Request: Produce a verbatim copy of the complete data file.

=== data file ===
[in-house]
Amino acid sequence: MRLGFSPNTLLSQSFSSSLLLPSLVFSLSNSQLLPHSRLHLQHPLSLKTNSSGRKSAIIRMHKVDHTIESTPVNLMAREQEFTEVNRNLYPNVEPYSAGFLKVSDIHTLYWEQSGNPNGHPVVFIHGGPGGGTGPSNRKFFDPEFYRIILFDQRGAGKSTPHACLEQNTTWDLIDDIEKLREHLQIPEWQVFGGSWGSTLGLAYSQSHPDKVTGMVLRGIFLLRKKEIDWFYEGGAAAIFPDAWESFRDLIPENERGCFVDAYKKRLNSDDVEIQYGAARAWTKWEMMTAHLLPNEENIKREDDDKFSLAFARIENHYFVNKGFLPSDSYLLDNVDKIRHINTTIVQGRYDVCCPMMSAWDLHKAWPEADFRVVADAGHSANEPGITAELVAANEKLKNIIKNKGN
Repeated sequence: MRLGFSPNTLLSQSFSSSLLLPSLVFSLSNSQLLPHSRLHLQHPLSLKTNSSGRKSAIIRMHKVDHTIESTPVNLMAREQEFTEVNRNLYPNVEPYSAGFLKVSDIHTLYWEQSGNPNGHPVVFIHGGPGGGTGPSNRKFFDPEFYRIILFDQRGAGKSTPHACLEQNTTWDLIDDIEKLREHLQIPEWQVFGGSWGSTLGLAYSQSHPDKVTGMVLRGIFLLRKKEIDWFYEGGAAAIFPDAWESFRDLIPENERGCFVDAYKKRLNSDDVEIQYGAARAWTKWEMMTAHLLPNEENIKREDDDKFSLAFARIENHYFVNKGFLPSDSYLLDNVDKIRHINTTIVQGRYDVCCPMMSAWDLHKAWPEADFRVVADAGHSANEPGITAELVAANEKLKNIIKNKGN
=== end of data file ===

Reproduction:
[in-house]
Amino acid sequence: MRLGFSPNTLLSQSFSSSLLLPSLVFSLSNSQLLPHSRLHLQHPLSLKTNSSGRKSAIIRMHKVDHTIESTPVNLMAREQEFTEVNRNLYPNVEPYSAGFLKVSDIHTLYWEQSGNPNGHPVVFIHGGPGGGTGPSNRKFFDPEFYRIILFDQRGAGKSTPHACLEQNTTWDLIDDIEKLREHLQIPEWQVFGGSWGSTLGLAYSQSHPDKVTGMVLRGIFLLRKKEIDWFYEGGAAAIFPDAWESFRDLIPENERGCFVDAYKKRLNSDDVEIQYGAARAWTKWEMMTAHLLPNEENIKREDDDKFSLAFARIENHYFVNKGFLPSDSYLLDNVDKIRHINTTIVQGRYDVCCPMMSAWDLHKAWPEADFRVVADAGHSANEPGITAELVAANEKLKNIIKNKGN
Repeated sequence: MRLGFSPNTLLSQSFSSSLLLPSLVFSLSNSQLLPHSRLHLQHPLSLKTNSSGRKSAIIRMHKVDHTIESTPVNLMAREQEFTEVNRNLYPNVEPYSAGFLKVSDIHTLYWEQSGNPNGHPVVFIHGGPGGGTGPSNRKFFDPEFYRIILFDQRGAGKSTPHACLEQNTTWDLIDDIEKLREHLQIPEWQVFGGSWGSTLGLAYSQSHPDKVTGMVLRGIFLLRKKEIDWFYEGGAAAIFPDAWESFRDLIPENERGCFVDAYKKRLNSDDVEIQYGAARAWTKWEMMTAHLLPNEENIKREDDDKFSLAFARIENHYFVNKGFLPSDSYLLDNVDKIRHINTTIVQGRYDVCCPMMSAWDLHKAWPEADFRVVADAGHSANEPGITAELVAANEKLKNIIKNKGN